3 Unorthodox Ways to Improve Your Credit Score

rebuilding credit

With the increase in the number of companies and websites offering free credit scores, more consumers are becoming aware of their scores than ever before. Despite the buzz, however, those who focus solely on their scores are being shortsighted.

In actuality, your credit reports are the real foundation of your personal credit. Each consumer active in the credit world has a report with each of the three major consumer credit bureaus, TransUnion, Equifax, and Experian. It is the information in these credit reports on which your credit score is based.

Because of this, improving your credit score is really a matter of improving your overall credit health. For instance, credit repair can remove errors and disputable accounts from your credit report, especially when you use one of the top-rated credit repair companies like Lexington Law.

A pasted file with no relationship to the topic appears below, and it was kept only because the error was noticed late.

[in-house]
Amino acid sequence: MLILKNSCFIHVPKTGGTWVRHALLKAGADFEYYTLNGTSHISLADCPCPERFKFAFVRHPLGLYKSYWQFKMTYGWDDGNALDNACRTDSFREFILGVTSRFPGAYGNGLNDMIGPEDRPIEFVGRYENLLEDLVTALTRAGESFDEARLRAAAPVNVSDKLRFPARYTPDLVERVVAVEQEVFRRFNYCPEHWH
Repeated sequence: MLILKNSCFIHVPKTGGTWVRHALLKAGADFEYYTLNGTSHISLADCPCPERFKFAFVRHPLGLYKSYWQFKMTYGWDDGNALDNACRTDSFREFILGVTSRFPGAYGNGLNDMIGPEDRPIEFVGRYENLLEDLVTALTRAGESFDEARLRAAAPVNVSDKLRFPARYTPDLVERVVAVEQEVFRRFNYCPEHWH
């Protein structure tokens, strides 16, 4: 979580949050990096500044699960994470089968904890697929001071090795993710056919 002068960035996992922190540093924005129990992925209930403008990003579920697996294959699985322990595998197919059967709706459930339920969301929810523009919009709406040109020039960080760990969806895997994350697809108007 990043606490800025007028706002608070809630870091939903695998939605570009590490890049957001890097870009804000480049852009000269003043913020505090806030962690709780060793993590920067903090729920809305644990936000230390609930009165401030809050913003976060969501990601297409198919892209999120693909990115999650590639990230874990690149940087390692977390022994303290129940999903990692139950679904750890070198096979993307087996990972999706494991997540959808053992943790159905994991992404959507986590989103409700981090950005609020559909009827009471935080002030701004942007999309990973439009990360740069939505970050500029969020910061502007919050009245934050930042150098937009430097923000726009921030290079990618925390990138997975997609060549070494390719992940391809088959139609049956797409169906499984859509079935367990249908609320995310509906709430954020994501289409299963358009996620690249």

Of course, the best approach for increasing your credit score is to use a variety of techniques designed to improve each aspect of your report used in your credit score calculation. This includes your payment history, your total debt, the length of your credit history, and your current credit mix.

  1. Set Up Automatic Payments

Regardless of which credit model is used, one of the most important considerations in your creditworthiness is your payment history. In particular, the FICO scoring model counts your payment history as 35% of your FICO credit score.

Under most scoring models, the types of accounts that contribute to your payment history include credit cards, retail accounts (store cards), installment loans, mortgages, and finance accounts. Keeping all of these accounts in good standing is the key to securing a solid payment history.

This means avoiding certain negatives, such as bankruptcies, foreclosures, and certain types of lawsuits, as well as ensuring you don’t default on any of your accounts. It also means building a history of paying on time, perhaps through responsible use of one or two easy-to-get credit cards — keyword, responsible.